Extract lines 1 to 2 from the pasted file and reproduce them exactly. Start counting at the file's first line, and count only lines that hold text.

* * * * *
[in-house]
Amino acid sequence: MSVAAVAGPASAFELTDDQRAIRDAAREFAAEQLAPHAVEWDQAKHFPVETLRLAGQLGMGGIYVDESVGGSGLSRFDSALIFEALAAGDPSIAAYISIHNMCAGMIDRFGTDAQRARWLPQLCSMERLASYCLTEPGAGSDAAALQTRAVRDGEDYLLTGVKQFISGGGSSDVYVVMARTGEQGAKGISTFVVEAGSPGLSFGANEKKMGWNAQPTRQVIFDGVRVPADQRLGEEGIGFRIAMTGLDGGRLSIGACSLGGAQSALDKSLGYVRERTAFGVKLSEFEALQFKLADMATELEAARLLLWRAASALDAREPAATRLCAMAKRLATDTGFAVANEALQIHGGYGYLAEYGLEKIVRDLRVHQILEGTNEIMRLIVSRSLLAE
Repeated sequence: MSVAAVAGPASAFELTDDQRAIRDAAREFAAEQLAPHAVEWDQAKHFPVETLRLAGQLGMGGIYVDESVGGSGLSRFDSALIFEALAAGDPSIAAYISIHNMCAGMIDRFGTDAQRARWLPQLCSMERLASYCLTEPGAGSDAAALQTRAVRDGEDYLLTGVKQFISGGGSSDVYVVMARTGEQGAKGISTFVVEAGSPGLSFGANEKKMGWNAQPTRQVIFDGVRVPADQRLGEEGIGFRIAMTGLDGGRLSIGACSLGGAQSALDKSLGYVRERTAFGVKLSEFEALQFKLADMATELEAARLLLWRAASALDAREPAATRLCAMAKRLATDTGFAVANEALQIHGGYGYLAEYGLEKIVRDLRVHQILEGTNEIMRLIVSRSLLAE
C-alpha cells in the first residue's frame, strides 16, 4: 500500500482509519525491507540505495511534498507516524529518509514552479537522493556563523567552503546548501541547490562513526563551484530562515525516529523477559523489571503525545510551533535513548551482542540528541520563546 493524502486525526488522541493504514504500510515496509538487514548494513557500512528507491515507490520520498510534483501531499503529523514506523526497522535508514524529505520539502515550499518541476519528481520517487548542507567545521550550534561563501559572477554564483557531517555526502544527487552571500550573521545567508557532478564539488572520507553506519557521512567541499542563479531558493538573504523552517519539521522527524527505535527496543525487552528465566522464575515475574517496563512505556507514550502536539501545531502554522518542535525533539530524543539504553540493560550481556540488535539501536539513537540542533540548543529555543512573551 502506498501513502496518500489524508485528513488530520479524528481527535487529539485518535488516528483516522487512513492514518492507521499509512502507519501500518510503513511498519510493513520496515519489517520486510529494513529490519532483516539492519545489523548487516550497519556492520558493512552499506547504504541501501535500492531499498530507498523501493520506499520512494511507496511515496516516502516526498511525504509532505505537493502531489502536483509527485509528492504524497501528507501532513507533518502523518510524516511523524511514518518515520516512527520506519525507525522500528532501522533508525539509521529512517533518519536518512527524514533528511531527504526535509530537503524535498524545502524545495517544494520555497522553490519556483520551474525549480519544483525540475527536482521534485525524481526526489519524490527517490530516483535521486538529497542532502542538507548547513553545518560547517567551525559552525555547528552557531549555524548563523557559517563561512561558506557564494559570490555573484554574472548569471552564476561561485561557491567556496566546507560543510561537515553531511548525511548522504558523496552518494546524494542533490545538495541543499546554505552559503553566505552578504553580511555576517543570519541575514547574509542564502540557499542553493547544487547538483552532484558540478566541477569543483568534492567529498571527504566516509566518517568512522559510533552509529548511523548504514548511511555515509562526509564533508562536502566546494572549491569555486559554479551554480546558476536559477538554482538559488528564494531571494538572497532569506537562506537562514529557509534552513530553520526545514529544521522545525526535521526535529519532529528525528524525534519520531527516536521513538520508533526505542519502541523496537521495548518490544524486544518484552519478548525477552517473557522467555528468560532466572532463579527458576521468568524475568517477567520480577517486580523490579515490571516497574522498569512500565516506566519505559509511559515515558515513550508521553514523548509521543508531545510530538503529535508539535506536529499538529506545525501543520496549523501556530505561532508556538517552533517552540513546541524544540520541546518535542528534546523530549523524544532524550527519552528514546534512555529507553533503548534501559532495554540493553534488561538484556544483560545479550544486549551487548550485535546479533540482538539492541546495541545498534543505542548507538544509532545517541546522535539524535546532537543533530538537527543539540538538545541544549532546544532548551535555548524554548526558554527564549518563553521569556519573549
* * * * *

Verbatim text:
[in-house]
Amino acid sequence: MSVAAVAGPASAFELTDDQRAIRDAAREFAAEQLAPHAVEWDQAKHFPVETLRLAGQLGMGGIYVDESVGGSGLSRFDSALIFEALAAGDPSIAAYISIHNMCAGMIDRFGTDAQRARWLPQLCSMERLASYCLTEPGAGSDAAALQTRAVRDGEDYLLTGVKQFISGGGSSDVYVVMARTGEQGAKGISTFVVEAGSPGLSFGANEKKMGWNAQPTRQVIFDGVRVPADQRLGEEGIGFRIAMTGLDGGRLSIGACSLGGAQSALDKSLGYVRERTAFGVKLSEFEALQFKLADMATELEAARLLLWRAASALDAREPAATRLCAMAKRLATDTGFAVANEALQIHGGYGYLAEYGLEKIVRDLRVHQILEGTNEIMRLIVSRSLLAE